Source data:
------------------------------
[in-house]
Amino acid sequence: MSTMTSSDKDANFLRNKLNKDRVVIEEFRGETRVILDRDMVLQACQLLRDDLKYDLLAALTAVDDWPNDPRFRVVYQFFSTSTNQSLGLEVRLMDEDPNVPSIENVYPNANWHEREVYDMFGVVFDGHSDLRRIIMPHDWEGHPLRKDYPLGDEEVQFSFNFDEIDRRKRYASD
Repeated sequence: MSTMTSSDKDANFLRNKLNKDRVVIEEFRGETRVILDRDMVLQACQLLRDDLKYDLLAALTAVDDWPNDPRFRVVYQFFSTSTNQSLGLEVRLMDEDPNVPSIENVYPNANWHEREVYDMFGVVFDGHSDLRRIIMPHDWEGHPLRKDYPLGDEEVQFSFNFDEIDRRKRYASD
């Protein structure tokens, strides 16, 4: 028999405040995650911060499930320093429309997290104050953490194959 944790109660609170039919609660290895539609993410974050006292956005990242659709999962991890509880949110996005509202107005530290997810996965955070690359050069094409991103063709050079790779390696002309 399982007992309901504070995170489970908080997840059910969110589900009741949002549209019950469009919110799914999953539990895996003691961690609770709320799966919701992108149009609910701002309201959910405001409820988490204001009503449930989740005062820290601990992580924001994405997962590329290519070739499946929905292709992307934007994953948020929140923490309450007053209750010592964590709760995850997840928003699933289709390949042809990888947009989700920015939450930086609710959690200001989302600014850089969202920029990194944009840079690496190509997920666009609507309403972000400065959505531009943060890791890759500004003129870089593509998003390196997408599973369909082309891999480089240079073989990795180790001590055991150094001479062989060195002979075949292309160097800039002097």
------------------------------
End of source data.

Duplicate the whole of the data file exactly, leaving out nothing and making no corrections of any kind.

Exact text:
[in-house]
Amino acid sequence: MSTMTSSDKDANFLRNKLNKDRVVIEEFRGETRVILDRDMVLQACQLLRDDLKYDLLAALTAVDDWPNDPRFRVVYQFFSTSTNQSLGLEVRLMDEDPNVPSIENVYPNANWHEREVYDMFGVVFDGHSDLRRIIMPHDWEGHPLRKDYPLGDEEVQFSFNFDEIDRRKRYASD
Repeated sequence: MSTMTSSDKDANFLRNKLNKDRVVIEEFRGETRVILDRDMVLQACQLLRDDLKYDLLAALTAVDDWPNDPRFRVVYQFFSTSTNQSLGLEVRLMDEDPNVPSIENVYPNANWHEREVYDMFGVVFDGHSDLRRIIMPHDWEGHPLRKDYPLGDEEVQFSFNFDEIDRRKRYASD
């Protein structure tokens, strides 16, 4: 028999405040995650911060499930320093429309997290104050953490194959 944790109660609170039919609660290895539609993410974050006292956005990242659709999962991890509880949110996005509202107005530290997810996965955070690359050069094409991103063709050079790779390696002309 399982007992309901504070995170489970908080997840059910969110589900009741949002549209019950469009919110799914999953539990895996003691961690609770709320799966919701992108149009609910701002309201959910405001409820988490204001009503449930989740005062820290601990992580924001994405997962590329290519070739499946929905292709992307934007994953948020929140923490309450007053209750010592964590709760995850997840928003699933289709390949042809990888947009989700920015939450930086609710959690200001989302600014850089969202920029990194944009840079690496190509997920666009609507309403972000400065959505531009943060890791890759500004003129870089593509998003390196997408599973369909082309891999480089240079073989990795180790001590055991150094001479062989060195002979075949292309160097800039002097």